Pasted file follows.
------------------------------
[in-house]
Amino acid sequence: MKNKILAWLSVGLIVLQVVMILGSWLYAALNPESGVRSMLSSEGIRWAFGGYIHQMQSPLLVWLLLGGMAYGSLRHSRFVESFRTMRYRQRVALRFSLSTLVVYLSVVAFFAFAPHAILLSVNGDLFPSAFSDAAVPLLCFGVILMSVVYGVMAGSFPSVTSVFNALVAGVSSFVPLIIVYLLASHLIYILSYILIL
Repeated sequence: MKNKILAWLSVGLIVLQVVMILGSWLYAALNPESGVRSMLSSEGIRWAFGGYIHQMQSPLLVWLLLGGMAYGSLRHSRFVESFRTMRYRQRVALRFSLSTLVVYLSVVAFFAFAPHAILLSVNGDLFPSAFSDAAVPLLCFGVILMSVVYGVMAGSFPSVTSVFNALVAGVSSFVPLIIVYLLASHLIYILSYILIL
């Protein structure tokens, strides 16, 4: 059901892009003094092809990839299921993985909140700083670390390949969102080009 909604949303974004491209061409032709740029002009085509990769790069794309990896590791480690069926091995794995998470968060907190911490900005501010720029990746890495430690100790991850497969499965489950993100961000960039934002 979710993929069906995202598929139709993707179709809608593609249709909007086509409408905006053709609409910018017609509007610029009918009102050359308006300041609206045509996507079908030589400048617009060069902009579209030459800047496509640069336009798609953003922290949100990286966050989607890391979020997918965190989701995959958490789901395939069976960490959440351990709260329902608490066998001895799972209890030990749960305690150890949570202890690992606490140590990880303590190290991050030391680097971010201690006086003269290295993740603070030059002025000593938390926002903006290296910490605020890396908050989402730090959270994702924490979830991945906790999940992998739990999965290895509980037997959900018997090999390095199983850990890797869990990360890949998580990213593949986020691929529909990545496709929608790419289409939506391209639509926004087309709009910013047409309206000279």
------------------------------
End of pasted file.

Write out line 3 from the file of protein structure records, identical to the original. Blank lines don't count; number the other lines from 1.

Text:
Repeated sequence: MKNKILAWLSVGLIVLQVVMILGSWLYAALNPESGVRSMLSSEGIRWAFGGYIHQMQSPLLVWLLLGGMAYGSLRHSRFVESFRTMRYRQRVALRFSLSTLVVYLSVVAFFAFAPHAILLSVNGDLFPSAFSDAAVPLLCFGVILMSVVYGVMAGSFPSVTSVFNALVAGVSSFVPLIIVYLLASHLIYILSYILIL